Frontline A Crime of Insanity Documentary Essay Reaction

Criminal Justice

Frontline A Crime of Insanity: Documentary Review Prompt Reaction essays must be well-written, well-reasoned argument papers that explore one or more issues raised in the documentary. Reaction essays are NOT “What was this film about” or “What I thought of the film.” Please do not provide any summary of the film’s content unless you are […]

A Reaction on “Frontline A Crime of Insanity”

A good documentary enables the viewer to vividly see the filmmaker’s ideologies through their own eyes. “Frontline A Crime of Insanity,” has this quality. The documentary follows the struggles, crime, and sentencing of a paranoid schizophrenic man named Ralph Tortorici. The filmmaker explores Tortorici’s trial and immerses the audience in his life, allowing the audience to understand the struggles of the various players better. One of the major themes in “Frontline A Crime of Insanity” is the prosecutor’s (Cheryl Coleman) dilemma regarding the conviction of Tortorici. Coleman is torn between seeking justice for the victims of the accused’s classroom hostage by winning the case or admitting that Tortorici’s paranoid schizophrenia makes him unfit to stand trial. “Frontline A Crime of Insanity” shows the prominence of the prosecutor’s dilemma in the proceedings and how the incentives faced by prosecutors can sometimes infringe on the defendants’ rights.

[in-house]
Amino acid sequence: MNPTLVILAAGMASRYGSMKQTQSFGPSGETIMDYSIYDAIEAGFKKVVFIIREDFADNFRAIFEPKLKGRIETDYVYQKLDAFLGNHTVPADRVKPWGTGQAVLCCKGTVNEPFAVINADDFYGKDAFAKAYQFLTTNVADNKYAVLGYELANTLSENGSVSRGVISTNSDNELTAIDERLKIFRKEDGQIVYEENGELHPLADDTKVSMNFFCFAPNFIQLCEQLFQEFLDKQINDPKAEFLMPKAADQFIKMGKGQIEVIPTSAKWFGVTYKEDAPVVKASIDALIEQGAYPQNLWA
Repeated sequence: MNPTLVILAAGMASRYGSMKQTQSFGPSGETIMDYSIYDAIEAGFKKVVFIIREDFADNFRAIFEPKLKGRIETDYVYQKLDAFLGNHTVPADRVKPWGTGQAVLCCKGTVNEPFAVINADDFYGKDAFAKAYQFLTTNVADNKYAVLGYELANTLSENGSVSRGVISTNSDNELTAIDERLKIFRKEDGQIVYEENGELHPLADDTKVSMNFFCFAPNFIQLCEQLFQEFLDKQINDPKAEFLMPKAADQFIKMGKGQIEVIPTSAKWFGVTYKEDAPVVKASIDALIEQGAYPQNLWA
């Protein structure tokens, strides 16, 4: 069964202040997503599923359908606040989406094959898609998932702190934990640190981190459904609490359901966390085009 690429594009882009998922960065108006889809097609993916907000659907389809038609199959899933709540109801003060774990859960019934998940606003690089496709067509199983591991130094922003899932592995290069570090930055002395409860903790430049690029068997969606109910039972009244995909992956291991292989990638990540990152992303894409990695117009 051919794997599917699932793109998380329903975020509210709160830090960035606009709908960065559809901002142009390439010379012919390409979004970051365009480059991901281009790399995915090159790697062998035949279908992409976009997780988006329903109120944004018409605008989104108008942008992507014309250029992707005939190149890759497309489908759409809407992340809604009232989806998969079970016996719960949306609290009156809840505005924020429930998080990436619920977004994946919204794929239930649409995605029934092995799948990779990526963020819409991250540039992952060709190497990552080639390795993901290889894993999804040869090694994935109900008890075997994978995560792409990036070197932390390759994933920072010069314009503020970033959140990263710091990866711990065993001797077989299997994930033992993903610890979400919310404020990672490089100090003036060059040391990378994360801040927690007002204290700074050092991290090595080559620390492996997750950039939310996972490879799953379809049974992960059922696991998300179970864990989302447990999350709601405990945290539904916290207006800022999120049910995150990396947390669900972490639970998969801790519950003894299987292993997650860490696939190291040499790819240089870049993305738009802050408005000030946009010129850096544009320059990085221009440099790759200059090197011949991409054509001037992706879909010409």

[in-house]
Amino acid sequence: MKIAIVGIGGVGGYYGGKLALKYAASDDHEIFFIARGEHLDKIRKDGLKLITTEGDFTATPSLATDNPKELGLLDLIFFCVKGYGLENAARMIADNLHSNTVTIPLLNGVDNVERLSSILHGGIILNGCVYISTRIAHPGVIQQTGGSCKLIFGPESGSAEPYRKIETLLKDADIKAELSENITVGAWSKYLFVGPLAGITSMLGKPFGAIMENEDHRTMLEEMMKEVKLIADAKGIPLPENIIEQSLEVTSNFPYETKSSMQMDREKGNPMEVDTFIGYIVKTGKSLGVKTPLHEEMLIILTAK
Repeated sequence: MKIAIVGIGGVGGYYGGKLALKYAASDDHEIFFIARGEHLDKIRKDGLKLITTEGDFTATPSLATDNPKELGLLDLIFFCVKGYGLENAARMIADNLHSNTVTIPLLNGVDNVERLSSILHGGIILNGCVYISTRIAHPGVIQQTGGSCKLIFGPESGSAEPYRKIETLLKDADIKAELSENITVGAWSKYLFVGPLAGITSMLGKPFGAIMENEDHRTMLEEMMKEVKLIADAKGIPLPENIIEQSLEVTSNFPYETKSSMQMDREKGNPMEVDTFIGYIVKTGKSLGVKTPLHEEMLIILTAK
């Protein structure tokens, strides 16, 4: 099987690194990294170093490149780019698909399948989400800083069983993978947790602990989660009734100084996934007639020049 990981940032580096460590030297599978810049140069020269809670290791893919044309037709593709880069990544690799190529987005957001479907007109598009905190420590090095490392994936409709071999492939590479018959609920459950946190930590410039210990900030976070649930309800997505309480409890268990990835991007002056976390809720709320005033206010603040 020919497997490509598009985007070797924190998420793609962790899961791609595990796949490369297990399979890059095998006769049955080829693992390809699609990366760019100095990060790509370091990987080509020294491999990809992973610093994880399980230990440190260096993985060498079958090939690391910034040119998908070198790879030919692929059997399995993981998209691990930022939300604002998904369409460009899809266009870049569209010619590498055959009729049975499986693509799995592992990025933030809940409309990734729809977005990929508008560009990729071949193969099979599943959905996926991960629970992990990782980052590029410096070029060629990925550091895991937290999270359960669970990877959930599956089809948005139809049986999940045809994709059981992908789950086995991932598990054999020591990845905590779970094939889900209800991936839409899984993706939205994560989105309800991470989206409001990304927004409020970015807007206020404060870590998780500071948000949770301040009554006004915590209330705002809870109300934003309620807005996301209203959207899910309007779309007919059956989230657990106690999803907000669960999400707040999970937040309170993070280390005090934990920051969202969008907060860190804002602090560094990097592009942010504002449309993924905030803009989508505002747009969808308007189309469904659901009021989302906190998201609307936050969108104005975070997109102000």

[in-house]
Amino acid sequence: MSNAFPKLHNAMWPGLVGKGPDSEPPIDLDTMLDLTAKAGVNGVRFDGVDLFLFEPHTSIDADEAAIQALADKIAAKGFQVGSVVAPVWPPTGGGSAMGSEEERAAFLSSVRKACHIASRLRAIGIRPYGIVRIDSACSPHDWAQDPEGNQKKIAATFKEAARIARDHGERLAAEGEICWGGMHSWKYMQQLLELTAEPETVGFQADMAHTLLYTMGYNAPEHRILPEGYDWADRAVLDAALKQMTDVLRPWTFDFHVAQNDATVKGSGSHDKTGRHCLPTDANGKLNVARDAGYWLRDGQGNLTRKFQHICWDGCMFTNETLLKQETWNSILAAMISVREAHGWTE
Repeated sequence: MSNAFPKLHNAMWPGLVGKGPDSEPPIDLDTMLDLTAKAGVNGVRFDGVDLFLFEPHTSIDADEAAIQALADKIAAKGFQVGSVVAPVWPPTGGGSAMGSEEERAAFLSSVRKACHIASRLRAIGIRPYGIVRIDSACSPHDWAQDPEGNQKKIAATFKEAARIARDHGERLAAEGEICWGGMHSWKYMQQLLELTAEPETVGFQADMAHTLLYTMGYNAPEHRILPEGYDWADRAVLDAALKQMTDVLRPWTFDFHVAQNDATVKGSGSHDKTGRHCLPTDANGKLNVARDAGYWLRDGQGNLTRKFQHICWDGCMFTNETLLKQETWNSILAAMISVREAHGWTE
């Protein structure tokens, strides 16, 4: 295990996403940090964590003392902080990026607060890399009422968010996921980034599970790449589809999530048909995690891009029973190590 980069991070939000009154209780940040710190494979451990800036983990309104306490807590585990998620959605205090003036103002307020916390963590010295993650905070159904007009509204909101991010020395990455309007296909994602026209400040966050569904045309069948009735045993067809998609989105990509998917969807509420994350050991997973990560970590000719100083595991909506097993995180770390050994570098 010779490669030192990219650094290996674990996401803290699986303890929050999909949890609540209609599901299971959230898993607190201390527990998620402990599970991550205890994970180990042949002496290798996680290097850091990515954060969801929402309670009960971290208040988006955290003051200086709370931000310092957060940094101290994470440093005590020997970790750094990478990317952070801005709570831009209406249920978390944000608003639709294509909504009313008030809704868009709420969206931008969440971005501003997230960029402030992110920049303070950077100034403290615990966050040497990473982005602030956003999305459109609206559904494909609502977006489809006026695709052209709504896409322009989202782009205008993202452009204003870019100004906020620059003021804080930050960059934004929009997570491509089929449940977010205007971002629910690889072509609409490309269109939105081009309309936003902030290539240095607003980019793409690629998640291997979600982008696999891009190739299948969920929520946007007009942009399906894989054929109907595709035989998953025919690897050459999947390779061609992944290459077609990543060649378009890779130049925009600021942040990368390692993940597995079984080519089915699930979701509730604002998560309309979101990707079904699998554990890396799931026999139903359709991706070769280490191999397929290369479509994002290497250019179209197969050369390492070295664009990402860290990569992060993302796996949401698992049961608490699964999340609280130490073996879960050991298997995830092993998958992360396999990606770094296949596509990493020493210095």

The prosecutor’s predicament mirrors a common struggle that many professionals face in their careers as they contemplate whether to advance themselves at the expense of others. On the one hand, a court-ordered psychiatric evaluation deemed Tortorici unfit to stand trial. Coleman was aware of Tortorici’s severe mental problems as she had commissioned and reviewed multiple psychiatric assessments of Tortorici before his sentencing. All of the psychiatrists Coleman had consulted concluded that it was impossible to convict Tortorici due to his mental illness. At a glance, it seems clear that Coleman thus should not have pursued the case as she did.

On the other hand, Coleman was presented with the biggest challenge of her life: “an unwinnable case,” according to psychiatric evaluation experts. The prosecutor was also up against an equally competent lawyer who had previously dealt with her long enough to understand her methods. A win for Coleman would consolidate her fame as a prosecutor in dealing with the insanity defense making the case a a career-defining chance. However, the choice to take that chance raises the question of whether the prosecutor was “doing justice,” even if she was doing her job.